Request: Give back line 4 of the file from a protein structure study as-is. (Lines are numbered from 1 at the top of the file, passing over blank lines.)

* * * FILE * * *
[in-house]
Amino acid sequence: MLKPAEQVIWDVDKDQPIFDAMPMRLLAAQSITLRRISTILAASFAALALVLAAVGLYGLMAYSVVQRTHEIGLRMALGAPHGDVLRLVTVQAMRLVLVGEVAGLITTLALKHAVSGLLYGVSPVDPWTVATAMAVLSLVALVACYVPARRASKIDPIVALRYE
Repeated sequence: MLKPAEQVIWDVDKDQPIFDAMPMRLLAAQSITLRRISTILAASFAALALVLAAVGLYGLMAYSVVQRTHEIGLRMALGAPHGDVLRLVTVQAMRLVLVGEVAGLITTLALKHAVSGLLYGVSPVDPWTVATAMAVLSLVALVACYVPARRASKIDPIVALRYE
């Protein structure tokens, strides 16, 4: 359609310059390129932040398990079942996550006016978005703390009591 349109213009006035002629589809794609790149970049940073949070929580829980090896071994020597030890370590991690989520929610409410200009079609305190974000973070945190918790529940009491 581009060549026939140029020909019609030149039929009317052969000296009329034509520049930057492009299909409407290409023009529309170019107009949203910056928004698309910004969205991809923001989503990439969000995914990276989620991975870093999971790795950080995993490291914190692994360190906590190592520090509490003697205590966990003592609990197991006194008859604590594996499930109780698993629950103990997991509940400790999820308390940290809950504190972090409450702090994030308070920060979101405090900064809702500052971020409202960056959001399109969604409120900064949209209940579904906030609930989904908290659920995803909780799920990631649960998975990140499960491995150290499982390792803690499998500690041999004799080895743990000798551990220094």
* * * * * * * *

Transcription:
């Protein structure tokens, strides 16, 4: 359609310059390129932040398990079942996550006016978005703390009591 349109213009006035002629589809794609790149970049940073949070929580829980090896071994020597030890370590991690989520929610409410200009079609305190974000973070945190918790529940009491 581009060549026939140029020909019609030149039929009317052969000296009329034509520049930057492009299909409407290409023009529309170019107009949203910056928004698309910004969205991809923001989503990439969000995914990276989620991975870093999971790795950080995993490291914190692994360190906590190592520090509490003697205590966990003592609990197991006194008859604590594996499930109780698993629950103990997991509940400790999820308390940290809950504190972090409450702090994030308070920060979101405090900064809702500052971020409202960056959001399109969604409120900064949209209940579904906030609930989904908290659920995803909780799920990631649960998975990140499960491995150290499982390792803690499998500690041999004799080895743990000798551990220094």